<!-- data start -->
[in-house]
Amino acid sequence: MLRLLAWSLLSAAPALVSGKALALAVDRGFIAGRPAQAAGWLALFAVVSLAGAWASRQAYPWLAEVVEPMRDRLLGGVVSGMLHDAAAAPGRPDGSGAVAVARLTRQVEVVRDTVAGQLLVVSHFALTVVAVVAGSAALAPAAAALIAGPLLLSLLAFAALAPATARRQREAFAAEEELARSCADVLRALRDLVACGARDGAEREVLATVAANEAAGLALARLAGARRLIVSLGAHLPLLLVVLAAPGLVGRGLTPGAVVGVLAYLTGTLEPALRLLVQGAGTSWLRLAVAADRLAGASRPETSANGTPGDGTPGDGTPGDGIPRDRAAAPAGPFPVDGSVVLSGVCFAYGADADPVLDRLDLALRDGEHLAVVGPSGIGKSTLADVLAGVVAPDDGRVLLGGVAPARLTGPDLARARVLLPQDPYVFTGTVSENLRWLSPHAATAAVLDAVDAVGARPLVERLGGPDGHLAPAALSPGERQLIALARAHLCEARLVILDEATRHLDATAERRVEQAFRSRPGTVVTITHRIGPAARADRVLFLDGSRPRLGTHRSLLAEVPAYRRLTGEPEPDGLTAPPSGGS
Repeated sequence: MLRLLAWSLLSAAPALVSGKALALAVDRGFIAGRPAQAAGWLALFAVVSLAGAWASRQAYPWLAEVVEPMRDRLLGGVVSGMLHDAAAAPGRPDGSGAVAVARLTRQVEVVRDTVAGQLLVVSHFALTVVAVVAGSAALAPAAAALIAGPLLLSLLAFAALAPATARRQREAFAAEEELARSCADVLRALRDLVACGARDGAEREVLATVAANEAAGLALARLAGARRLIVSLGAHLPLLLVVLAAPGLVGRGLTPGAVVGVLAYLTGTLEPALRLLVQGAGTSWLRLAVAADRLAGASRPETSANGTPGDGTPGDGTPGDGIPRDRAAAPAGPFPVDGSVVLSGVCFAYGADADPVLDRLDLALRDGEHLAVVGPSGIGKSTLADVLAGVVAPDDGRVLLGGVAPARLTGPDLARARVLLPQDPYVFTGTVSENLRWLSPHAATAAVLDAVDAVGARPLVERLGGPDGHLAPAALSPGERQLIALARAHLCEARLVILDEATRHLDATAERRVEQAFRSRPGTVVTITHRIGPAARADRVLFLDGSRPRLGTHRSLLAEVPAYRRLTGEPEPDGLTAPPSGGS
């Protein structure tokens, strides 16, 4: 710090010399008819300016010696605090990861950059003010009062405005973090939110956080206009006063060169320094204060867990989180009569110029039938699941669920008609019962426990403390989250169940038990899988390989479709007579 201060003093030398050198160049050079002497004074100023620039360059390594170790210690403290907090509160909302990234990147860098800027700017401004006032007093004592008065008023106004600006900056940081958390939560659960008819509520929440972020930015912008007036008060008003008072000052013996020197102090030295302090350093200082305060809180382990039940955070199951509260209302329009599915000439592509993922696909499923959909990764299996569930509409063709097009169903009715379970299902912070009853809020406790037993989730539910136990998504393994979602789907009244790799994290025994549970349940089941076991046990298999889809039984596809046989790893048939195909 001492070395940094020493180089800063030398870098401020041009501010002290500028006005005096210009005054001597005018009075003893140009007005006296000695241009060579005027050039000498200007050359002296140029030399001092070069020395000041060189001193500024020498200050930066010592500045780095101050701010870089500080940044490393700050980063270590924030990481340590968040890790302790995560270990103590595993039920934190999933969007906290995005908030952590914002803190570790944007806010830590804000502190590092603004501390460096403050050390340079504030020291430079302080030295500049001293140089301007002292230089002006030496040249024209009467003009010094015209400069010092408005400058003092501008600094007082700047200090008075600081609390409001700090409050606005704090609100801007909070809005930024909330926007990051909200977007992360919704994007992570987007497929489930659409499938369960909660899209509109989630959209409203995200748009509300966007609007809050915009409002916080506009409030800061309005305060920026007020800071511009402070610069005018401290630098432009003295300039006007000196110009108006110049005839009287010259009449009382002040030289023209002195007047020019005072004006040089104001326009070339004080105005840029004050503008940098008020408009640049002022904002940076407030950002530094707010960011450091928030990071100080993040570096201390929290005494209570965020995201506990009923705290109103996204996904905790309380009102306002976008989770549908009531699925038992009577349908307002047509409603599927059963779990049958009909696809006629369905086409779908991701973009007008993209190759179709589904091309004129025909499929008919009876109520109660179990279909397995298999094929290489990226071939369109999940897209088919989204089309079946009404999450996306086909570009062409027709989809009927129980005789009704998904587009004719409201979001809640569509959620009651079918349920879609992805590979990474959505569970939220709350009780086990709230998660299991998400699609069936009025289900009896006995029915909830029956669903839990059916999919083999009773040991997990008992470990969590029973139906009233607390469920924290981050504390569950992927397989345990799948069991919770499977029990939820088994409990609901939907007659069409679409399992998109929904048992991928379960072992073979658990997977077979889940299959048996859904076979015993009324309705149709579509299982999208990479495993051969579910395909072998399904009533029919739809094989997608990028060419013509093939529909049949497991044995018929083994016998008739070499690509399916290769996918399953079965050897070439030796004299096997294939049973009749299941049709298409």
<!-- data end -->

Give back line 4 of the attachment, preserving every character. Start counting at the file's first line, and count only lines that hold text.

């Protein structure tokens, strides 16, 4: 710090010399008819300016010696605090990861950059003010009062405005973090939110956080206009006063060169320094204060867990989180009569110029039938699941669920008609019962426990403390989250169940038990899988390989479709007579 201060003093030398050198160049050079002497004074100023620039360059390594170790210690403290907090509160909302990234990147860098800027700017401004006032007093004592008065008023106004600006900056940081958390939560659960008819509520929440972020930015912008007036008060008003008072000052013996020197102090030295302090350093200082305060809180382990039940955070199951509260209302329009599915000439592509993922696909499923959909990764299996569930509409063709097009169903009715379970299902912070009853809020406790037993989730539910136990998504393994979602789907009244790799994290025994549970349940089941076991046990298999889809039984596809046989790893048939195909 001492070395940094020493180089800063030398870098401020041009501010002290500028006005005096210009005054001597005018009075003893140009007005006296000695241009060579005027050039000498200007050359002296140029030399001092070069020395000041060189001193500024020498200050930066010592500045780095101050701010870089500080940044490393700050980063270590924030990481340590968040890790302790995560270990103590595993039920934190999933969007906290995005908030952590914002803190570790944007806010830590804000502190590092603004501390460096403050050390340079504030020291430079302080030295500049001293140089301007002292230089002006030496040249024209009467003009010094015209400069010092408005400058003092501008600094007082700047200090008075600081609390409001700090409050606005704090609100801007909070809005930024909330926007990051909200977007992360919704994007992570987007497929489930659409499938369960909660899209509109989630959209409203995200748009509300966007609007809050915009409002916080506009409030800061309005305060920026007020800071511009402070610069005018401290630098432009003295300039006007000196110009108006110049005839009287010259009449009382002040030289023209002195007047020019005072004006040089104001326009070339004080105005840029004050503008940098008020408009640049002022904002940076407030950002530094707010960011450091928030990071100080993040570096201390929290005494209570965020995201506990009923705290109103996204996904905790309380009102306002976008989770549908009531699925038992009577349908307002047509409603599927059963779990049958009909696809006629369905086409779908991701973009007008993209190759179709589904091309004129025909499929008919009876109520109660179990279909397995298999094929290489990226071939369109999940897209088919989204089309079946009404999450996306086909570009062409027709989809009927129980005789009704998904587009004719409201979001809640569509959620009651079918349920879609992805590979990474959505569970939220709350009780086990709230998660299991998400699609069936009025289900009896006995029915909830029956669903839990059916999919083999009773040991997990008992470990969590029973139906009233607390469920924290981050504390569950992927397989345990799948069991919770499977029990939820088994409990609901939907007659069409679409399992998109929904048992991928379960072992073979658990997977077979889940299959048996859904076979015993009324309705149709579509299982999208990479495993051969579910395909072998399904009533029919739809094989997608990028060419013509093939529909049949497991044995018929083994016998008739070499690509399916290769996918399953079965050897070439030796004299096997294939049973009749299941049709298409």